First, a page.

Ruiz went from a relative unknown but talented boxer to someone who appeared on late night shows. He met the Mexican president. The most respected news outlets spoke of his win. His hometown of Imperial, Calif., near the United States-Mexico border, planned a downtown parade. Ruiz’s life changed. And with that sudden change of fortune, fans — especially Mexican and Mexican Americans — saw something in Ruiz. They saw someone who had achieved an improbable dream. Someone who, like some of them, started with little. In Ruiz, they saw hope.

Ruiz’s win — among the biggest upsets in sports within the past several decades — became one of those moments that people will remember. They will remember where they were on the night Ruiz stood over Joshua like a conquering hero. They’ll remember that night when, even if they weren’t watching, they heard the news and felt inspired by it all. A few of those inspired wrote corridos for Andy Ruiz Jr.

Corridos are “the product of a subordinate society whose only means of fighting the dominant Anglo powers were symbolic,” explains Guadalupe San Miguel Jr., a University of Houston history professor.

Born from Mexico’s tumultuous times, traditionally, corridos functioned to spread news among the uneducated and, at times, illiterate. It is working class music where the corrido’s protagonist fights against the impossible.

And because of the historic tension between neighboring countries, some corridos depict Mexicans fighting against someone or something that symbolizes the United States. That tension never gets completely resolved. It may lay dormant for years, but almost inevitably, something will irritate that wound. Thus, some corridos are more than a century old. People still sing them because the lyrics feel relevant.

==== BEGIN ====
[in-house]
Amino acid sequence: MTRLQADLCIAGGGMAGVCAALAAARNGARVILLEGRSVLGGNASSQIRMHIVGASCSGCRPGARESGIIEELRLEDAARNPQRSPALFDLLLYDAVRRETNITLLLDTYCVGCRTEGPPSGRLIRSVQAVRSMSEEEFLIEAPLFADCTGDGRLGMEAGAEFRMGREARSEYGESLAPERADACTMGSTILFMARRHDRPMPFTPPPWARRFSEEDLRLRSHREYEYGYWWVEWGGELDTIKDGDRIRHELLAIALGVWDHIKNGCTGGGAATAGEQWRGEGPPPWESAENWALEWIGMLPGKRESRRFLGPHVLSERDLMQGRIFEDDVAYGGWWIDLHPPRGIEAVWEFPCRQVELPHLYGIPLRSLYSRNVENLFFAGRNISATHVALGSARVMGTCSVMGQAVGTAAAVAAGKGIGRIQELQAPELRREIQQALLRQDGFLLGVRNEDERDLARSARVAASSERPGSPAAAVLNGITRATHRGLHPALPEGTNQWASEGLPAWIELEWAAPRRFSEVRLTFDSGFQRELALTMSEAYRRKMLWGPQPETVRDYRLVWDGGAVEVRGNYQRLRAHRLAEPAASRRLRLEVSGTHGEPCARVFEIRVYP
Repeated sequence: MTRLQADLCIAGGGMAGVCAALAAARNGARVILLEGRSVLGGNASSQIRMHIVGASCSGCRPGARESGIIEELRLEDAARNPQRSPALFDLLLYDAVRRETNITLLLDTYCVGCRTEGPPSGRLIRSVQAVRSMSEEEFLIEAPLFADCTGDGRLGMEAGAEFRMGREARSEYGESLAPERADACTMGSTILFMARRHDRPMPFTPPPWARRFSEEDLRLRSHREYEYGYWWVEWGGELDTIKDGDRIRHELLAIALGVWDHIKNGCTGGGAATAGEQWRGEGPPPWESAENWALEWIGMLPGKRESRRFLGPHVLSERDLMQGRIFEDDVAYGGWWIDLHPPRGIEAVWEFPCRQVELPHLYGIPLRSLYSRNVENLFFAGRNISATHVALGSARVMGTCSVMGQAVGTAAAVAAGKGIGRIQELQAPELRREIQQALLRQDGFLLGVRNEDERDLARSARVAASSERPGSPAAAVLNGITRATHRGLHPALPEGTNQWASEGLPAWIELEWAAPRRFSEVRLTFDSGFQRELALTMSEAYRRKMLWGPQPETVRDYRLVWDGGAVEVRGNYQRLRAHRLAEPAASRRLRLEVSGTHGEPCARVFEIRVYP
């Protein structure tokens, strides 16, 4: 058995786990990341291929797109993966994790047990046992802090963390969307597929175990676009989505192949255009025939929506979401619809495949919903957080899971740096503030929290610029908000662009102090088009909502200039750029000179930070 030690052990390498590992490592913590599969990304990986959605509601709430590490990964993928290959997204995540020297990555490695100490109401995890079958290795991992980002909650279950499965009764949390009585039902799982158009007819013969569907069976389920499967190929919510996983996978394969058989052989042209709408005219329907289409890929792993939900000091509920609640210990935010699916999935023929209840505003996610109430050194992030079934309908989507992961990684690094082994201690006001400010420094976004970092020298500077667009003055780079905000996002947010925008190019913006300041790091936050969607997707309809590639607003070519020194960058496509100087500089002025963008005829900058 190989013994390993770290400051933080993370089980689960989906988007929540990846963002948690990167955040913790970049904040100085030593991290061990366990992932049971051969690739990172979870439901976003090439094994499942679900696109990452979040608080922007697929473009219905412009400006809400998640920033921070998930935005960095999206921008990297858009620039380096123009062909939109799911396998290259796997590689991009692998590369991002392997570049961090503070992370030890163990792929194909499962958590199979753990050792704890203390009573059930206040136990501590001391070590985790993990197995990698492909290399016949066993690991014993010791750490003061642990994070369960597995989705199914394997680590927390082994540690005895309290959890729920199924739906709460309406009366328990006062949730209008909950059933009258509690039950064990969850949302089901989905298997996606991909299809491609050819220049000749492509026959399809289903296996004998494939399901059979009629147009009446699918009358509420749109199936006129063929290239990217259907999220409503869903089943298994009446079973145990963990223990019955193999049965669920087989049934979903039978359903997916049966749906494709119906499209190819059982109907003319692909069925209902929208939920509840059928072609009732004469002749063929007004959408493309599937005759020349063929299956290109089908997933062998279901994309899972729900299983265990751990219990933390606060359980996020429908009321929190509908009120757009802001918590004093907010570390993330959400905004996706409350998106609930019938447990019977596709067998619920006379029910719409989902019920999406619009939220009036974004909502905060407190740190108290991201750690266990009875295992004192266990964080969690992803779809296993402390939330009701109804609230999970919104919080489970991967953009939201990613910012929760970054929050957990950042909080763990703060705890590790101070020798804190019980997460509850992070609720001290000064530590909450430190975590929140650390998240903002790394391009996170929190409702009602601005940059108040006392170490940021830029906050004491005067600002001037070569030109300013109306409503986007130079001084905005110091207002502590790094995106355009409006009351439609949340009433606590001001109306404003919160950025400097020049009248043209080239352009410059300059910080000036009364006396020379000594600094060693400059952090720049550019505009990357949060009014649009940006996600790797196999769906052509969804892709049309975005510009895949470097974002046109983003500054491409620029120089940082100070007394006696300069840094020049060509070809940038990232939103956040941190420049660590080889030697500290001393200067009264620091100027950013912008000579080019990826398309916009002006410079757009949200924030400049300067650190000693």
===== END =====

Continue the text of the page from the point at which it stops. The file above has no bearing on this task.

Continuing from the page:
You can’t escape the political context of corridos, just as you can’t get away from those same politics that make certain boxers more important than others. For every great boxer, the kind that even those who don’t follow the sport know of, there is something political magnifying their importance. Those few boxers connect with a certain group of people the way others can’t.

On the night of June 1, Andy Ruiz Jr. became one of those boxers.

Before the fight began, Ángel Eduardo Luna placed his phone on a microphone stand beside him. Though he was born in Veracruz, Mexico, Luna now lives in Phoenix, Ariz. He’s lived on the north side of the United States-Mexico border for the past 13 years, moving there a few years after his father died. Luna is 29 now. Tuesday through Sunday, he works as a cook. On the weekend, Luna chases his dream.

“One day, I’d like to have the opportunity to travel to Mexico,” Luna says in Spanish. “I can’t do that now … but I want to sing in Mexico.”

Luna’s dream is to sing and have his music heard throughout the world. He wants to sing back home in Mexico; where for now, he can’t return. Until that day comes, Luna sings where and when he can: while he showers, while he cooks, while he works and on the weekends at weddings, parties and quinceañeras. Any place he can, Luna sings.